A few days ago, Ed at Blawgreview sent me a link to another of the new genre of Lawyer scam websites, this mutt called Best Attorneys Online. Why call it that? Because Lawyers So Lousy And Desperate For Business That They Will Pay Some Yutz Like Me For A Listing On My Internet Scam Website would not be a big draw, Sadly, before I posted about this new scam, largely because so much of my time this week has been eaten up with fighting another marketing scam, the backlinks comment scheme, Bob Ambrogi beat me to it. The website claims to be
“an independent authority on the best attorneys at law,” and went to say:
The independent authority evaluates each attorney at law based several identified factors depending on the field of expertise. An assigned experienced research team reviews case history and firm expertise on the targeted field of practice taking into account specialized state variances on the legal issues. The team analyzes information provided by each firm, and compares that against the market of lawyers throughout the state. Once the evaluation is complete, the team compiles the overall data, and assigns each firm a ranking.
So far so good. I decided to check…
After all, what’s honesty when there’s a buck to be made. And it’s not like we’re lawyers. Oops. we are lawyers. Never mind.
Over at Concurring Opinions, lawprof Danielle Citron is still pounding the pavement in her quest to turn the free speech issue of online “harassment” (defined as anything that makes some woman feel bad) into a feminist issue. As much as I admire her tenacity, horses across the nation are complaining about the resultant shortage of straw.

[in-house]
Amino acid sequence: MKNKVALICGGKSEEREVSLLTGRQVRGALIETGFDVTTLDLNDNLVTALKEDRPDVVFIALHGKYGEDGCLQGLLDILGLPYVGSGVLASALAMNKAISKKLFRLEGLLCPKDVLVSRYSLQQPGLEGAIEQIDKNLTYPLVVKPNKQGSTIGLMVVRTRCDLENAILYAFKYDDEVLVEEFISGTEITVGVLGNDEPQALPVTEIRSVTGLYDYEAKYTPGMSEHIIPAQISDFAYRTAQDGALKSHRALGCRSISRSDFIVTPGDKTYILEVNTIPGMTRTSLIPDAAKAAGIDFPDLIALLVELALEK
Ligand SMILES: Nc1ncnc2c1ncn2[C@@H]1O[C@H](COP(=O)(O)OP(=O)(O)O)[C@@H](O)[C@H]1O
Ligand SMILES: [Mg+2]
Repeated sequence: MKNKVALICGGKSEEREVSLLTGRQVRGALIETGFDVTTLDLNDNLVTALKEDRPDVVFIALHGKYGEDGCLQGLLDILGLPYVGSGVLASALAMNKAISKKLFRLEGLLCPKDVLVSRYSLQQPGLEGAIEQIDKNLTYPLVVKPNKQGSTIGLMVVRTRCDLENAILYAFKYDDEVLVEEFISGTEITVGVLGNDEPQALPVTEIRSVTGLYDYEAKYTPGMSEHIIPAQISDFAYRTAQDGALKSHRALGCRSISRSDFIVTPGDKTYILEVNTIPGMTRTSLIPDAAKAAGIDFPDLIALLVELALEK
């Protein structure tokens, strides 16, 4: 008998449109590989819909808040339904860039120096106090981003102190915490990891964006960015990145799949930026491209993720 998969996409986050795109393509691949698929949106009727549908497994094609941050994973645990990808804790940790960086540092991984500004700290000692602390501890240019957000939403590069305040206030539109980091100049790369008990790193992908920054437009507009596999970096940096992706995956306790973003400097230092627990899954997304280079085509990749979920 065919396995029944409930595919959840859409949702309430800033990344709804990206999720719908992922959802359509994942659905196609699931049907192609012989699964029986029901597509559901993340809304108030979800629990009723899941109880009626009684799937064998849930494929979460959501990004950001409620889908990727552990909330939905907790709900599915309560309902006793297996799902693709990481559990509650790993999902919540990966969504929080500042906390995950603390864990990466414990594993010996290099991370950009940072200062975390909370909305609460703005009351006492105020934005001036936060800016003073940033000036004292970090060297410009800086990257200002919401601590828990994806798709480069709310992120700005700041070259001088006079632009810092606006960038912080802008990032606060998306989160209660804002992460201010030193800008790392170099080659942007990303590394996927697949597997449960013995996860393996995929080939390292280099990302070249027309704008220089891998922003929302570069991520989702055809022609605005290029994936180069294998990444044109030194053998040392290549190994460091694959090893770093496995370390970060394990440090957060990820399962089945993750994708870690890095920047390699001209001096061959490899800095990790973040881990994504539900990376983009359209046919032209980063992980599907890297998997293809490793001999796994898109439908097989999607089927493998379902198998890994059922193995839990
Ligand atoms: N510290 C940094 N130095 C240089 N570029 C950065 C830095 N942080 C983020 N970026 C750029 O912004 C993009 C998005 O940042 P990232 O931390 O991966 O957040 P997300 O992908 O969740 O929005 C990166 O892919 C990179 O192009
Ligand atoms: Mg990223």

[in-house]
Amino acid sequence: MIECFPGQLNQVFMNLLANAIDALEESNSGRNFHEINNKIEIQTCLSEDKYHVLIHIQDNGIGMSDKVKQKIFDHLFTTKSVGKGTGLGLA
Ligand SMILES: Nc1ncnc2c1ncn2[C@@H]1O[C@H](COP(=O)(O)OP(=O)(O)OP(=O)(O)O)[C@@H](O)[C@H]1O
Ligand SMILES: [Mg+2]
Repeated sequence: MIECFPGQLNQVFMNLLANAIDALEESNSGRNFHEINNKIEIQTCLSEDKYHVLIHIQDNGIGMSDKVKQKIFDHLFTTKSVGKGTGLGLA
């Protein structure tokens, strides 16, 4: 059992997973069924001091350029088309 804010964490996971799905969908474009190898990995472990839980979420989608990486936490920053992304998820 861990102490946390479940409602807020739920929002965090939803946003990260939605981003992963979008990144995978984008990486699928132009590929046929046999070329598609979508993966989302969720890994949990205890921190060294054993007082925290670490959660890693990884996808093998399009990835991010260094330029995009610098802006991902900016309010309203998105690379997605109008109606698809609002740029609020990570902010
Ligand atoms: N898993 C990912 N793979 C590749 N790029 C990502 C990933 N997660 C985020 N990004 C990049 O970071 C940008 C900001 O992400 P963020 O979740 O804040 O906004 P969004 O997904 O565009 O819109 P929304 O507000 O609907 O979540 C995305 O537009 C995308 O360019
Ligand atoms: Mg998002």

This time, the Denver University Law Review has sponsored a symposium to debate the issue. Unfortunately, the trick is to have a debate amongst sycophants, carefully vetting the participants to make sure that no one gets in the door who isn’t wholly wedded to the gender shift. It’s an important lesson for law students, that if you want to win an argument, make sure that nobody who disagrees is around. Smart move, Danielle.
In the meantime, the very nasty, and yet remarkably dubious, trial in the media of 30 year old John Albert Gardner III is proceeding at ABC’s Good Morning America. Gardner is accused of raping and murdering 17 year old Chelsea King, a horrific crime and one which, if he’s proven guilty, surely merits the fullest outrage our system can provide. The piece by Mike Von Fremd, et al., naturally starts out with questions by John Walsh, never one to let proof of guilt precede condemnation, like “Why was this animal out on the streets?” But it gets worse from there.
Former San Diego County District Attorney Paul Pfingst was slightly more objective.
“I am of the view that people who do harm to teenage girls should go to Gitmo and stay there for the rest of their lives and be waterboarded,” he said.
My comment was that as a parent I would want the most extreme punishment for a rapist killer. The way it was phrased was intended to be so over the top that it would be immediately recognized as hyperbole.
I went on to say that it would be wrong to have a criminal justice system that acted based upon the emotions of the moment. . My point was that anger cannot overwhelm our need to follow the legal processes. I went on to point out that so far we didn’t know a single piece of evidence. Only leaks and rumors. And that he is presumed innocent.
I have long since given up trying to seek corrections from the press.
Nothing like taking the 10 seconds of a quote that leaves the ugliest misimpression, eh Mike? While this serves as a reminder that speaking to the press carries grave risks, it also reminds us that the internet is an unforgiving place, where one out-of-context quote will be repeated enough to wrongly smear someone forever. Even Doug Berman, in his post on the Gardner case, perpetuates Pfingst’s quote. After all, GMA would never lie.
And finally, via Walter Olson at Overlawyered, a truly interesting Reason TV interview with a remarkably youthful looking Eugene Volokh. The best part comes at the end, when Eugene does a rousing rendition of the Phil Ochs classic, Outside of a Small Circle of Friends, accompanied by 9th Circuit Chief Judge Alex Kozinski on the ocarina.